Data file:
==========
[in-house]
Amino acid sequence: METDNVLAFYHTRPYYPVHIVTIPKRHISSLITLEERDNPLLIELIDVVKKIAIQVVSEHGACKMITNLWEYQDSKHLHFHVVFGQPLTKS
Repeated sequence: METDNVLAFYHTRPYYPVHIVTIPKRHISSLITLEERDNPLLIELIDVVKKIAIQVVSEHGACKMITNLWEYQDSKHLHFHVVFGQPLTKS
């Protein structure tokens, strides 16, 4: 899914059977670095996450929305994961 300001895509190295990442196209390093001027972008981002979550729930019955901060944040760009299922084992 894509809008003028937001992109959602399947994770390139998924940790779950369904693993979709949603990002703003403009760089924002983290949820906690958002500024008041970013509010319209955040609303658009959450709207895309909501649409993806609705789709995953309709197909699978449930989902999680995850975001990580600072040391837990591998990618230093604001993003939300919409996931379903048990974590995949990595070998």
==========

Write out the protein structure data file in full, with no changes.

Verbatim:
[in-house]
Amino acid sequence: METDNVLAFYHTRPYYPVHIVTIPKRHISSLITLEERDNPLLIELIDVVKKIAIQVVSEHGACKMITNLWEYQDSKHLHFHVVFGQPLTKS
Repeated sequence: METDNVLAFYHTRPYYPVHIVTIPKRHISSLITLEERDNPLLIELIDVVKKIAIQVVSEHGACKMITNLWEYQDSKHLHFHVVFGQPLTKS
């Protein structure tokens, strides 16, 4: 899914059977670095996450929305994961 300001895509190295990442196209390093001027972008981002979550729930019955901060944040760009299922084992 894509809008003028937001992109959602399947994770390139998924940790779950369904693993979709949603990002703003403009760089924002983290949820906690958002500024008041970013509010319209955040609303658009959450709207895309909501649409993806609705789709995953309709197909699978449930989902999680995850975001990580600072040391837990591998990618230093604001993003939300919409996931379903048990974590995949990595070998």